Enough and more has been said about the commission paid out to the distributors of financial products. And most of these inane comments come from people who are employed as salaried individuals who somehow percieve the commission earned by these agents as easy money. Nothing could be farther from truth than this.

There are many products across many industries today which cost a bomb. Can we then petition these companies to cut the salary cost of the employees so that the benefit could be passed on to us, the end users? Sounds ridiculous. Right? Same is the case with insurance commissions too. An agent earns this commission. No one will come and give it to him freely.


7 years ago

@shambhu nath sah

You are wrong . LIC policies are long term products and they are pure debt products , this in itself violates basic principles like Equity should be used for long term , given that LIC policies or for that matter any other Insurance company policies (endowment) are15-20-25 yrs policies , You tell me is it not better to invest the money every month in those mutual funds for long term .. forget risk here because in long term equity pays off and there are statistical and historical proofs .

Other point is Liquidity and trap factor . You pay 50k per year in a LIC policy and after 3 yrs when you have paid 1.5 lacs and want your money back because of some reason , how much does one get not more than 30-35% .. even in that case you dont get first year premium .

So that means 30-40k . Now what kind of product is this ?

Insurance agents are the one who earn maximum with minimum effort .

Regarding the "Returns" .. Why dont you tell us what is long term returns from LIC products or any endowment products compared to PPF , Equity funds or Balanced funds , or just take debt oriented funds .

And one personal case is enough to disprove things , if its based on fact and figures .we dont need many .


Suresh Ramasubramanian

7 years ago

Never mind one particular agent. Whether the agent sells a good plan, or a useless one like money plus, he still ends up with a substantial commission that is taken out of the premium paid by the customer.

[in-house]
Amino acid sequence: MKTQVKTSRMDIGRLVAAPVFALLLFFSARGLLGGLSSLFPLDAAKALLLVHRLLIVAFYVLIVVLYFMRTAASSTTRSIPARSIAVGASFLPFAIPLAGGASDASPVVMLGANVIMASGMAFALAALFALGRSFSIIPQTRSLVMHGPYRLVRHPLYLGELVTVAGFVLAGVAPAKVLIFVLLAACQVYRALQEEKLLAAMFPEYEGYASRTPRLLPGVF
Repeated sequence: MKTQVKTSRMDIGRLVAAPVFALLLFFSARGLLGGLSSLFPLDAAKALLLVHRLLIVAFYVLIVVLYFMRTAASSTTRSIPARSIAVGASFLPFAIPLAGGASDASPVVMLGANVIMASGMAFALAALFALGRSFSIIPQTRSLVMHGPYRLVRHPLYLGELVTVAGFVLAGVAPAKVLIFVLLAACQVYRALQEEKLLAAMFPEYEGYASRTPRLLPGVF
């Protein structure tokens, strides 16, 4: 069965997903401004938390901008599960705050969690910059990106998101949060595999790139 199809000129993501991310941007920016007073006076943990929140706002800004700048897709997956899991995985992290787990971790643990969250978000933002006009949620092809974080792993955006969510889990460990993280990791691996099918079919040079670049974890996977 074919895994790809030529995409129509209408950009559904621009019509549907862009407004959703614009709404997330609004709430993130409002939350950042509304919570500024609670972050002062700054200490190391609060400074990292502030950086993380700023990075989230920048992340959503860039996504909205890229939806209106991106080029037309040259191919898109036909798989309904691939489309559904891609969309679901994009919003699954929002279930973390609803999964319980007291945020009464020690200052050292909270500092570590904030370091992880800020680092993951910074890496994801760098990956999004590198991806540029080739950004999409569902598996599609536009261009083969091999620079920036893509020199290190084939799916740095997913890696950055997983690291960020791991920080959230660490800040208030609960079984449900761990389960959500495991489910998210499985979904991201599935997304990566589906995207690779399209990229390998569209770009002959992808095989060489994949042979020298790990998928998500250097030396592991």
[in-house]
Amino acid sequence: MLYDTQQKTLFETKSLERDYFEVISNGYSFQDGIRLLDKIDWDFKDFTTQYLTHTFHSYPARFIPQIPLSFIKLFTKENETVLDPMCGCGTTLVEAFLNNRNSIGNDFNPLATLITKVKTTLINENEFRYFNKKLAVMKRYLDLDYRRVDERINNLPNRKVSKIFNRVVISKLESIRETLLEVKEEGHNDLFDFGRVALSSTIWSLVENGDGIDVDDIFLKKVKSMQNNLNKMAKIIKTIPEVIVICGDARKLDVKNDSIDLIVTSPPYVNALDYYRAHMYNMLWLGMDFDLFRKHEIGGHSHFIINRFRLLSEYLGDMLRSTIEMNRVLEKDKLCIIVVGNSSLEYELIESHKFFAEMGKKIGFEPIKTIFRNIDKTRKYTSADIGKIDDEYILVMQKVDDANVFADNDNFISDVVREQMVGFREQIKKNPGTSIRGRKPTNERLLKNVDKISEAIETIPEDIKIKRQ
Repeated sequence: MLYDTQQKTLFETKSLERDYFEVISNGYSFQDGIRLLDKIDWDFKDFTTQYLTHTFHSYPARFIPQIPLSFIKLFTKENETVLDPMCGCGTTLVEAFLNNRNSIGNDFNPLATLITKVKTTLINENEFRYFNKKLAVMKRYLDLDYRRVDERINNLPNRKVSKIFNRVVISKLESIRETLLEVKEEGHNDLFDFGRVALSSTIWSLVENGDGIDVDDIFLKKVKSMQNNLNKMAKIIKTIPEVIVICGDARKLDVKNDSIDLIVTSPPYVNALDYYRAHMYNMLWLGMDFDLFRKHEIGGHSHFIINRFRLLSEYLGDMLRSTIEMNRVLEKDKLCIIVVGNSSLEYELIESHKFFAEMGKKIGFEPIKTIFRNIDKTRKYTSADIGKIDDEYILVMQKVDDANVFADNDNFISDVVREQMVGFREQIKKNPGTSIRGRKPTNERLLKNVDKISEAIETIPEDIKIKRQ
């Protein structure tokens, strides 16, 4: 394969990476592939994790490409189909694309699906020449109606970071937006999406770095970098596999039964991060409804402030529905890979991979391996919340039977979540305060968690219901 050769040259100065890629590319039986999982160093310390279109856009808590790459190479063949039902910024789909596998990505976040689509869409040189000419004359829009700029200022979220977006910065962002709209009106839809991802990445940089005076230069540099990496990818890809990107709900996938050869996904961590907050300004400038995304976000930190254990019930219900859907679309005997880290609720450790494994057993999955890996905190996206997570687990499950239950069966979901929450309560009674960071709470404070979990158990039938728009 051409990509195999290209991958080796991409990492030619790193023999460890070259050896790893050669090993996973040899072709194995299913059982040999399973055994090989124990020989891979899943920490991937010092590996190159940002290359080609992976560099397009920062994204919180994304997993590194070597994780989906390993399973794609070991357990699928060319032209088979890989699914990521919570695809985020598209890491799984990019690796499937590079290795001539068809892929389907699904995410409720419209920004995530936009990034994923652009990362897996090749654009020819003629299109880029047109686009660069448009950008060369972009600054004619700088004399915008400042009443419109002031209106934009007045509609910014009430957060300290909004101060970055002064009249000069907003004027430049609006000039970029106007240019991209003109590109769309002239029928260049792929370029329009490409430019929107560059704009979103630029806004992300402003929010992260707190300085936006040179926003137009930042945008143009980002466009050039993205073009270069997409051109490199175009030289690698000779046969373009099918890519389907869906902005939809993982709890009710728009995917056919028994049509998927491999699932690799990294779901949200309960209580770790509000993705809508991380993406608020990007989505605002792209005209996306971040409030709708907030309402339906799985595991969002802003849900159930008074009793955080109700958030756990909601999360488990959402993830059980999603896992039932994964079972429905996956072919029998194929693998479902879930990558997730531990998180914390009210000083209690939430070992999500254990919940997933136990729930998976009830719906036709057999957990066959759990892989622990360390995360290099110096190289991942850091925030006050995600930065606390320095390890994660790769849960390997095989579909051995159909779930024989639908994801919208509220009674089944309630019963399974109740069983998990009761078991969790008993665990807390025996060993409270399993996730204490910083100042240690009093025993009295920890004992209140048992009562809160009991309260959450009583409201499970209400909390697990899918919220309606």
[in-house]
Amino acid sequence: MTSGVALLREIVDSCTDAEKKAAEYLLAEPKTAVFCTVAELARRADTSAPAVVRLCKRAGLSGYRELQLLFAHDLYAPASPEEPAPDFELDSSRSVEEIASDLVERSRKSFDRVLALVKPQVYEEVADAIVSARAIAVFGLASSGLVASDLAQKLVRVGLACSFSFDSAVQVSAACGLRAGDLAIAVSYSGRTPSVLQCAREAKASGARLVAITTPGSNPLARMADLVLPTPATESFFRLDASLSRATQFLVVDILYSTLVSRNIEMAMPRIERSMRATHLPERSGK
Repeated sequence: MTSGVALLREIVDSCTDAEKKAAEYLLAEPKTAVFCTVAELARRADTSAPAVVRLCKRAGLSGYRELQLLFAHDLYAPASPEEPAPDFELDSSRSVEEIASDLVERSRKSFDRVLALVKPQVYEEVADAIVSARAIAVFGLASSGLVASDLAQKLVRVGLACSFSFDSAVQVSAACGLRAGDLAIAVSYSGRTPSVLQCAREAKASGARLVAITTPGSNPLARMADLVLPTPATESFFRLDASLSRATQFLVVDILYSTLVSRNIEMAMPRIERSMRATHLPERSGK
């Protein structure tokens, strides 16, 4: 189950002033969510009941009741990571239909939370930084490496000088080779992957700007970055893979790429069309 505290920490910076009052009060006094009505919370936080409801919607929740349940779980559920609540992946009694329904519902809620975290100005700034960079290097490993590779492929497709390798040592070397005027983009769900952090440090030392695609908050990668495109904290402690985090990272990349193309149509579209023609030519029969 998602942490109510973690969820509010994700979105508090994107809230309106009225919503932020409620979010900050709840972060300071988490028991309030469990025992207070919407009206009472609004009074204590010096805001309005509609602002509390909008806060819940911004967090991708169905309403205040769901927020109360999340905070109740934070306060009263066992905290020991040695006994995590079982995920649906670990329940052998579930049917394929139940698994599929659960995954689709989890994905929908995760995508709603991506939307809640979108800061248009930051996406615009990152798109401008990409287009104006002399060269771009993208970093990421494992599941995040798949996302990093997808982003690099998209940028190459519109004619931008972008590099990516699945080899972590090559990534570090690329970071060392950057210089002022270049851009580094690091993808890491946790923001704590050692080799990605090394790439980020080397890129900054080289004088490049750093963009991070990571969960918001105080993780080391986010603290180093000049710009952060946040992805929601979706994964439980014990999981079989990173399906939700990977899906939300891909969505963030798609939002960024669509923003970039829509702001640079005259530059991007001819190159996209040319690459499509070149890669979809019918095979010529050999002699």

Now, whether it is a good investment vehicle or not, compare the typical LIC policy's returns to say the 15 year PPF. Or to various government bonds. Not even comparing these to equity mutual funds.

That is entirely besides the point though as the commission to the agent should absolutely not come out of the premium paid by the customer.

If LIC wants to incentivize an agent, they can pay him themselves. Or they can do what the mutual funds have done, abolish entry loads and let the agent work out any commission required with the customer directly.

And moreover, with mutual funds, you can buy your funds directly from the fund house. With LIC you are forced to go through an agent, there is no other sales channel that I can see.

So even if you are an informed investor and know what LIC policy to buy, you still have to shell out commission to an agent simply for buying the policy.

Food inflation slips to 16.22%

Even though prices of certain items like pulses and vegetables continue to rise, food inflation has eased a bit

Food inflation eased marginally to 16.22% for the week ended 13th March from 16.30% in the preceding week even though prices of certain items such as pulses and vegetables continued to rise, reports PTI.

While moong and pork became dearer by 5% each, urad prices shot up by 4%, vegetables by 2.63% and coffee by 2% during the week.

However, masoor prices slipped 4% and there was a fall of 1% each in the prices for eggs, bajra, maize, condiments and spices.

While food inflation is at a four-month low, overall inflation has been relentlessly rising and was at 9.89% in February, up from 8.56% in January.

The rise in overall inflation has been mainly attributed to high food inflation and the recent hike in fuel inflation after the increase in excise and customs duty on petrol and diesel.


Gold drops on weak global cues

Heavy selling in global markets has resulted in gold prices crashing to a seven-week low

Gold prices tumbled by Rs170 to a seven-week low of Rs16,450 per 10 grams in the bullion market here today on hectic selling triggered by negative global cues, reports PTI.

Standard gold and ornaments plunged by Rs170 each to Rs16,450 and Rs 16,300 per 10 grams, respectively. The metal has lost Rs 320 in the last three trading sessions.

Sovereign also weakened, shedding Rs50 to trade at Rs13,950 per eight-gram piece.

Selling pressure gathered momentum as gold fell the most since 12th February in New York last evening, losing $15.30 to close at $1,087.50 an ounce.

Traders refraining from purchasing gold on hopes of a further fall in prices, which also dampened the sentiment, market analysts said.

In line with the general weak trend, silver ready dropped by Rs275 to Rs26,550 per kg and weekly-based delivery by Rs220 to Rs26,250 per kg.

Silver coins lost Rs100 to Rs33,100 for buying and Rs33,200 for selling of 100 pieces.